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National Park

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BEACHY HEAD

Beachy Head is a famous chalk headland and landmark, immediately to the west of the town of Eastbourne. There are fine views and walks along the cliffs, approx 500 feet above sea level. There is parking nearby and at Birling Gap further along the coast. Beachy Head has an interesting history and was used as a listening and lookout post during WW2. The cliffs are, however, extremely dangerous and the area has a high death-rate, through a combination of foolish accident and, unfortunately, suicide. Beachy Head lighthouse began operating in 1902.

The post code below is for the nearby pub.

Nr Eastbourne
East Sussex
BN20 7YA
N/A
Official Beachy Head website
Eastbourne, Seven Sisters Country Park
Local Authority
BRECON BEACONS (The)

The Brecon Beacons in south-mid Wales is predominantly a mountainous area, famed for its use by Britain's elite forces for training, as well as for its peaks, waterfalls, forests and heritage sites. This is serious walking and climbing country.

Plas y Ffynnon
Cambrian Way
Brecon
Powys
LD3 7HP
N/A
Britain's National Parks
National Park
BROADS (The)

The Broads covers an area of 117 square miles of East Anglia, where there is a network of navigable waterways and rivers, which meander through low countryside and past picturesque villages. It is a place for leisure boating and wildlife watching, particularly birds and invertebrates. The 'broads' themselves are formed from old flooded peat workings.

Broads Authority
Yare House
62-64 Thorpe Road
Norwich
Norfolk
NR1 1RY
N/A
Britain's National Parks
Broads Authority website
National Park
BROCKHOLE on Windermere

Brockhole was built in the late 19th century as a country house and estate for Manchester silk merchant, William Gaddum and his wife, Edith - a cousin of Beatrix Potter, who was a frequent visitor. Since 1969, it has been a Lake District National Park Centre. It offers a range of family activities, including a treetop trek, zip wire, adventure playground, boat hire, mini-golf, woodland walks and gardens. It also includes a cafe, exhibition area and shop.

Windermere
Cumbria
LA23 1LJ
Modern
Brockhole's website
Windermere
National Park
CAIRNGORMS (The)

Named for the mountain Cairn Gorm, the Cairngorm National Park in North East Scotland is Britain’s largest - twice as big as the Lake District - and most remote. Though famed for its mountains, it is actually a diverse area of area of 1748 square miles which includes castles, distilleries and a whole lot more - as well as being home to some of Britain's rarest animals. And it is one of the few places in the UK that offers skiing on real snow.

Cairngorms National Park Authority
14 The Square
Grantown-on-Spey
Moray
PH26 3HG
N/A
Britain's National Parks
National Park
CENTRE of SCOTLAND

A stone marks the spot claimed to be the centre of Scotland. It is on the Glen Truim road, part of the 250 mile network of military roads built for the Government by General Wade after the Jacobite rising of 1715. This section was built in 1719 and is a section of the road between Fort Augustus and Ruthven Barracks at Kingussie. The stone replaces an earlier marker and was unveiled on 5th June 2015.

Mains of Glentruim Farm
3 miles south of Newtonmore
Highland
PH20 1BE
Modern
Newtonmore Community website
Highland Folk Museum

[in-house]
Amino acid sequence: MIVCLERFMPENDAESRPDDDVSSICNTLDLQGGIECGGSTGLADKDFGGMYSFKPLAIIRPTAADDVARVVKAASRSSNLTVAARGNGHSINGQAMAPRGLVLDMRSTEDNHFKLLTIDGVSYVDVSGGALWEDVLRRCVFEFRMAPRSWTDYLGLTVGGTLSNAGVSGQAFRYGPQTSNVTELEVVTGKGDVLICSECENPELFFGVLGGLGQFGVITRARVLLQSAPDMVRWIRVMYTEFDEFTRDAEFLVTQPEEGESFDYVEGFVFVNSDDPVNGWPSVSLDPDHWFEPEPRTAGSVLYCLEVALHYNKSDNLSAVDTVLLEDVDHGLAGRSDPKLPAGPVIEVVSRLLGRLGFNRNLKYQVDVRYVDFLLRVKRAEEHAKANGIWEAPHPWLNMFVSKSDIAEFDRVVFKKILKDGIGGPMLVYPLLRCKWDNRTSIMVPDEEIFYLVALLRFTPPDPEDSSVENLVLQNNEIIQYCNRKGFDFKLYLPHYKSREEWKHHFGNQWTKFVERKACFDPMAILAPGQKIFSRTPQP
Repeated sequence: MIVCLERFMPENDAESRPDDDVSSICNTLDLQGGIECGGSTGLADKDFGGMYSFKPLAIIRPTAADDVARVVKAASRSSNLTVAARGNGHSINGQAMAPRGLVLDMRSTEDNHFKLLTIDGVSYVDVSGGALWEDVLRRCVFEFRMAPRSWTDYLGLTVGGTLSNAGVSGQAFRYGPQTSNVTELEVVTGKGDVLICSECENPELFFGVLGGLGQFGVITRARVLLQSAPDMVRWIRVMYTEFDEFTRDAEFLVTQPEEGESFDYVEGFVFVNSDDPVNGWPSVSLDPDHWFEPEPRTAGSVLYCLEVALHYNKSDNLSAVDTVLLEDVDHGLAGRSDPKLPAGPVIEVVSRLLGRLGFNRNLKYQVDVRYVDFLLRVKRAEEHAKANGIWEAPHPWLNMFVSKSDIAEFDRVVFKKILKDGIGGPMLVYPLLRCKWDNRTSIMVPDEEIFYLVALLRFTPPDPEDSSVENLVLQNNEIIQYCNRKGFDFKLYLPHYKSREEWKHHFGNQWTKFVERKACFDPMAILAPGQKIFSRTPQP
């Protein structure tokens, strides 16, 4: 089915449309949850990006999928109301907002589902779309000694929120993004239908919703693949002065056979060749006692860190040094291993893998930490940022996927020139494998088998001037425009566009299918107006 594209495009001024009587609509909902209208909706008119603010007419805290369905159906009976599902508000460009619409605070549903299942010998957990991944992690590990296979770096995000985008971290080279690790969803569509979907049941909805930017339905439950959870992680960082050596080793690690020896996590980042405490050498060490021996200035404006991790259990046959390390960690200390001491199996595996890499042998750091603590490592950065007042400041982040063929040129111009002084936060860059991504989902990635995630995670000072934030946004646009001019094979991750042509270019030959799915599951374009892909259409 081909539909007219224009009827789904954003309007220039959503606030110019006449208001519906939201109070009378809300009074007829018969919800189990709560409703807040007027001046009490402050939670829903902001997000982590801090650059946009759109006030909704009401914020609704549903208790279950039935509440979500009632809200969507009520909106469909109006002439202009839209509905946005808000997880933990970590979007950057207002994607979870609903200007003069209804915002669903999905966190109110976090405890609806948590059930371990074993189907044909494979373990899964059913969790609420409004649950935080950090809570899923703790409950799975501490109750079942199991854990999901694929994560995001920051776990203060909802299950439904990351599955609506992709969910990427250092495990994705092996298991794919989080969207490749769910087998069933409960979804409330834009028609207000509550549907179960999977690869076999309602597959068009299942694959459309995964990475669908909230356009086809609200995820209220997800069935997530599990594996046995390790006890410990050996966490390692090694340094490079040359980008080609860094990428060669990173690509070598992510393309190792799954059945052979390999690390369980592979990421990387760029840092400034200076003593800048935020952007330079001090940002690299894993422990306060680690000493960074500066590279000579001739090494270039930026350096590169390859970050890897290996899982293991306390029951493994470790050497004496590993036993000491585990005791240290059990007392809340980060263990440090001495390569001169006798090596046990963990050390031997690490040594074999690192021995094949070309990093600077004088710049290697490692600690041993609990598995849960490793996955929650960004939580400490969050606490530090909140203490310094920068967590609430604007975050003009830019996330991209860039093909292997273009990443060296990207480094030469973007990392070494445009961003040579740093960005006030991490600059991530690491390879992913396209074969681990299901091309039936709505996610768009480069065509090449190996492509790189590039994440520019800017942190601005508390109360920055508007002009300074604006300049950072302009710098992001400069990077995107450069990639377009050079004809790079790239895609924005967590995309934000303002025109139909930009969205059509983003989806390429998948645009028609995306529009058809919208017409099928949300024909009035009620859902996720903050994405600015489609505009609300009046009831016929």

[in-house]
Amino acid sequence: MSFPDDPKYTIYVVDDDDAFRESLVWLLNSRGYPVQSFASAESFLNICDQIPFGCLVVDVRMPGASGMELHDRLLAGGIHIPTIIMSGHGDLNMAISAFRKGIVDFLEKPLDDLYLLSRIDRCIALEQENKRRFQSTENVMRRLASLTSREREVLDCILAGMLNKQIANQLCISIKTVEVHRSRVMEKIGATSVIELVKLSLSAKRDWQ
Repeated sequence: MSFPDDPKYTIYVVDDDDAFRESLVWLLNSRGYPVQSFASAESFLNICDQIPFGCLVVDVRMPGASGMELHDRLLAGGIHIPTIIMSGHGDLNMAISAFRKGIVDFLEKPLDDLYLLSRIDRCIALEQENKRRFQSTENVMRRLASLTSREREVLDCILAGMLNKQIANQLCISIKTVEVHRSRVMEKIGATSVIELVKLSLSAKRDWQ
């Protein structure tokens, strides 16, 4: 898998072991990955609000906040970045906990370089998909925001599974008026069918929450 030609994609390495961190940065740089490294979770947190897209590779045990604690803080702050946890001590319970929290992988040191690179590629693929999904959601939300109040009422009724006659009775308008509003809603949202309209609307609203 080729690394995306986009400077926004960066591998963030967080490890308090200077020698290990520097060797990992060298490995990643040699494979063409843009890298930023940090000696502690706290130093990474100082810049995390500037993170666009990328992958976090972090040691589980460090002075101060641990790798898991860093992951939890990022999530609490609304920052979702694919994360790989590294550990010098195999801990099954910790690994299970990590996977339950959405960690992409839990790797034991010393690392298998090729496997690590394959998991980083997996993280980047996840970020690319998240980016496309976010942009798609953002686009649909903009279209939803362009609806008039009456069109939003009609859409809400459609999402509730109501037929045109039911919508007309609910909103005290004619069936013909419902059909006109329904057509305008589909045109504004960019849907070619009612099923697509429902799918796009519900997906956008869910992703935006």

National Park
DARTMOOR

Dartmoor is an upland area of granite heather-covered moorland, famous for its tors (classic examples of exposed intrusive vulcanicity), ponies and the enormous number of prehistoric remains scattered about its sometimes mysterious landscape. It is prime walking and camping country. Parts of it are used by the armed forces for training.

Dartmoor National Park Authority
Parke
Bovey Tracey
Newton Abbot
Devon
TQ13 9JQ
N/A
Britain's National Parks
National Park
EXMOOR

Exmoor is a mixed area of moorland, farmland and coast in north Somerset and Devon, with picturesque villages, tiny hamlets, prehistoric remains and bubbling streams. It can be toured by road as well as providing wonderful hiking country.

Exmoor National Park Authority
Exmoor House
Dulverton
Somerset
TA22 9HL
N/A
Britain's National Parks
National Park
HELVELLYN

At 3,117 feet (950 metres), Helvellyn is England’s and the Lake District’s third highest peak, easy to get to, provides interesting and varied scenery, exhilarating views, has the added magnetism of the infamous Striding Edge…and is not to be trifled with.  The most popular routes are from Patterdale via Grisedale, or from the more touristy Glenridding on the shores of Ullswater. The first part of the climb is more like a relentless slog; thereafter it is at times a very testing scramble. The summit of Helvellyn is flat - an aeroplane one landed on it.

Cumbria
CA11 0PD
N/A
Website dedicated to Helvellyn
Climbing Helvellyn is only for serious walkers or climbers.  You will need decent equipment and an Ordnance Survey map.  The post code is for Glenridding. 
National Park
LAKE DISTRICT (The)

The Lake District is the largest and most visited national park in England. It includes England's highest peak (Skafell), as well as its longest (Windermere), and deepest (Wastwater), lakes. It is a mountainous region of great beauty - but it can also be a harsh environment. The mountains were eroded by glaciation and the retreating ice formed the lakes in a radial pattern.  The area is also known as 'the English Lakes' and is popular with walkers, cyclists, campers, families - as well as outdoor enthusiasts of all types, including serious climbers.

Lake District National Park Authority
Murley Moss
Oxenholme Road
Kendal
Cumbria
LA9 7RL
N/A
Britain's National Parks
National Park